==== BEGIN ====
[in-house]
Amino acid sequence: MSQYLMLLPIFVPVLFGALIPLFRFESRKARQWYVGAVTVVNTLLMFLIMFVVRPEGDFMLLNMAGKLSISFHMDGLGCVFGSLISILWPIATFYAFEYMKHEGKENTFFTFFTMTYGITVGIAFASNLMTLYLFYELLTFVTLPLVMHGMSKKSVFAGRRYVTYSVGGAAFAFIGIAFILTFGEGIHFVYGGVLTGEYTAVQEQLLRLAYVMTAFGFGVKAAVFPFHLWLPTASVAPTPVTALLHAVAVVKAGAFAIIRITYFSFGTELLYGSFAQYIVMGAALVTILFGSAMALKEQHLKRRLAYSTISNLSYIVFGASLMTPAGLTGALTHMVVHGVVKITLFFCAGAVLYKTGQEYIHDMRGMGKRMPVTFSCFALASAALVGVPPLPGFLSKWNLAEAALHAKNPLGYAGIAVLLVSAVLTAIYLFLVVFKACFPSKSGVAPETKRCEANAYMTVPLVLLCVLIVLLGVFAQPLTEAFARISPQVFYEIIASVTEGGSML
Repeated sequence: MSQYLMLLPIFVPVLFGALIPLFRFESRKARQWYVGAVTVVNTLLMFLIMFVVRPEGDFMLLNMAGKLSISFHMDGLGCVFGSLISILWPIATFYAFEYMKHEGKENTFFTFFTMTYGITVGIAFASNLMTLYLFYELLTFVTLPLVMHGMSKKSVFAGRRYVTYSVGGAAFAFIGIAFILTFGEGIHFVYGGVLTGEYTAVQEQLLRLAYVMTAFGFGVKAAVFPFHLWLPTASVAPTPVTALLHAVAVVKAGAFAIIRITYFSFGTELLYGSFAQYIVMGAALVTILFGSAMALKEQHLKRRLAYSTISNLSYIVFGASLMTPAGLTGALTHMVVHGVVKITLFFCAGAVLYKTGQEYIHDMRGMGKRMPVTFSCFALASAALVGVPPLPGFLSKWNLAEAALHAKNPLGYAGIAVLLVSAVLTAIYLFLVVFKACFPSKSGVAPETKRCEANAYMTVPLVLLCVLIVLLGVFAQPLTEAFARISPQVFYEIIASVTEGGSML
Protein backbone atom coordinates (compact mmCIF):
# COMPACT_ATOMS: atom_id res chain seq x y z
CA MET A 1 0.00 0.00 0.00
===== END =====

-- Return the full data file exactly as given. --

[in-house]
Amino acid sequence: MSQYLMLLPIFVPVLFGALIPLFRFESRKARQWYVGAVTVVNTLLMFLIMFVVRPEGDFMLLNMAGKLSISFHMDGLGCVFGSLISILWPIATFYAFEYMKHEGKENTFFTFFTMTYGITVGIAFASNLMTLYLFYELLTFVTLPLVMHGMSKKSVFAGRRYVTYSVGGAAFAFIGIAFILTFGEGIHFVYGGVLTGEYTAVQEQLLRLAYVMTAFGFGVKAAVFPFHLWLPTASVAPTPVTALLHAVAVVKAGAFAIIRITYFSFGTELLYGSFAQYIVMGAALVTILFGSAMALKEQHLKRRLAYSTISNLSYIVFGASLMTPAGLTGALTHMVVHGVVKITLFFCAGAVLYKTGQEYIHDMRGMGKRMPVTFSCFALASAALVGVPPLPGFLSKWNLAEAALHAKNPLGYAGIAVLLVSAVLTAIYLFLVVFKACFPSKSGVAPETKRCEANAYMTVPLVLLCVLIVLLGVFAQPLTEAFARISPQVFYEIIASVTEGGSML
Repeated sequence: MSQYLMLLPIFVPVLFGALIPLFRFESRKARQWYVGAVTVVNTLLMFLIMFVVRPEGDFMLLNMAGKLSISFHMDGLGCVFGSLISILWPIATFYAFEYMKHEGKENTFFTFFTMTYGITVGIAFASNLMTLYLFYELLTFVTLPLVMHGMSKKSVFAGRRYVTYSVGGAAFAFIGIAFILTFGEGIHFVYGGVLTGEYTAVQEQLLRLAYVMTAFGFGVKAAVFPFHLWLPTASVAPTPVTALLHAVAVVKAGAFAIIRITYFSFGTELLYGSFAQYIVMGAALVTILFGSAMALKEQHLKRRLAYSTISNLSYIVFGASLMTPAGLTGALTHMVVHGVVKITLFFCAGAVLYKTGQEYIHDMRGMGKRMPVTFSCFALASAALVGVPPLPGFLSKWNLAEAALHAKNPLGYAGIAVLLVSAVLTAIYLFLVVFKACFPSKSGVAPETKRCEANAYMTVPLVLLCVLIVLLGVFAQPLTEAFARISPQVFYEIIASVTEGGSML
Protein backbone atom coordinates (compact mmCIF):
# COMPACT_ATOMS: atom_id res chain seq x y z
CA MET A 1 0.00 0.00 0.00